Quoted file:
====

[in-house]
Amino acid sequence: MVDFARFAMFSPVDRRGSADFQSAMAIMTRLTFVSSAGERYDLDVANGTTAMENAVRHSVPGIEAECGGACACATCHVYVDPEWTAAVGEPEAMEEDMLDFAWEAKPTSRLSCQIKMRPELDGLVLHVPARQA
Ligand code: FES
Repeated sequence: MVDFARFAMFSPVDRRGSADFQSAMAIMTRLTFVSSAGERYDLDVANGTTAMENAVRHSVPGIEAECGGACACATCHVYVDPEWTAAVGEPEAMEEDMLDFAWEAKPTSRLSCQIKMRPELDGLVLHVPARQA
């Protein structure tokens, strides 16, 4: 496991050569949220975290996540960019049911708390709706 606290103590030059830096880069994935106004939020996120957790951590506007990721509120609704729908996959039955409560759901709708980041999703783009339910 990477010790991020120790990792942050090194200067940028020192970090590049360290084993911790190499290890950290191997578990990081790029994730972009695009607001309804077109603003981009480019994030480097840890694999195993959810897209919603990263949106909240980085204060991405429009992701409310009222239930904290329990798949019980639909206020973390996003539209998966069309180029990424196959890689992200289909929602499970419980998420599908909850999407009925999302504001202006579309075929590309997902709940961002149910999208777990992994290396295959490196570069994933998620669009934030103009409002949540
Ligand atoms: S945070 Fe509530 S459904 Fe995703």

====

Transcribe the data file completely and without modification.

[in-house]
Amino acid sequence: MVDFARFAMFSPVDRRGSADFQSAMAIMTRLTFVSSAGERYDLDVANGTTAMENAVRHSVPGIEAECGGACACATCHVYVDPEWTAAVGEPEAMEEDMLDFAWEAKPTSRLSCQIKMRPELDGLVLHVPARQA
Ligand code: FES
Repeated sequence: MVDFARFAMFSPVDRRGSADFQSAMAIMTRLTFVSSAGERYDLDVANGTTAMENAVRHSVPGIEAECGGACACATCHVYVDPEWTAAVGEPEAMEEDMLDFAWEAKPTSRLSCQIKMRPELDGLVLHVPARQA
């Protein structure tokens, strides 16, 4: 496991050569949220975290996540960019049911708390709706 606290103590030059830096880069994935106004939020996120957790951590506007990721509120609704729908996959039955409560759901709708980041999703783009339910 990477010790991020120790990792942050090194200067940028020192970090590049360290084993911790190499290890950290191997578990990081790029994730972009695009607001309804077109603003981009480019994030480097840890694999195993959810897209919603990263949106909240980085204060991405429009992701409310009222239930904290329990798949019980639909206020973390996003539209998966069309180029990424196959890689992200289909929602499970419980998420599908909850999407009925999302504001202006579309075929590309997902709940961002149910999208777990992994290396295959490196570069994933998620669009934030103009409002949540
Ligand atoms: S945070 Fe509530 S459904 Fe995703």